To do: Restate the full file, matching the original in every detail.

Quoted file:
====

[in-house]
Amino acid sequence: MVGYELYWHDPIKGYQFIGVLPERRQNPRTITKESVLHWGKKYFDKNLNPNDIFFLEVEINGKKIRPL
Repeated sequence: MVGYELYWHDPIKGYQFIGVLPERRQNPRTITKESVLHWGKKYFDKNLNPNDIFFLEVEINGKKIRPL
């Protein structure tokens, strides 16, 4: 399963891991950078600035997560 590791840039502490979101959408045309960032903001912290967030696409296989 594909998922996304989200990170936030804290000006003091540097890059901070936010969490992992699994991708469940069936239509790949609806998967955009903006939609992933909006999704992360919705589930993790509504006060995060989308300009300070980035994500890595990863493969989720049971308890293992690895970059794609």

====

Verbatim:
[in-house]
Amino acid sequence: MVGYELYWHDPIKGYQFIGVLPERRQNPRTITKESVLHWGKKYFDKNLNPNDIFFLEVEINGKKIRPL
Repeated sequence: MVGYELYWHDPIKGYQFIGVLPERRQNPRTITKESVLHWGKKYFDKNLNPNDIFFLEVEINGKKIRPL
């Protein structure tokens, strides 16, 4: 399963891991950078600035997560 590791840039502490979101959408045309960032903001912290967030696409296989 594909998922996304989200990170936030804290000006003091540097890059901070936010969490992992699994991708469940069936239509790949609806998967955009903006939609992933909006999704992360919705589930993790509504006060995060989308300009300070980035994500890595990863493969989720049971308890293992690895970059794609």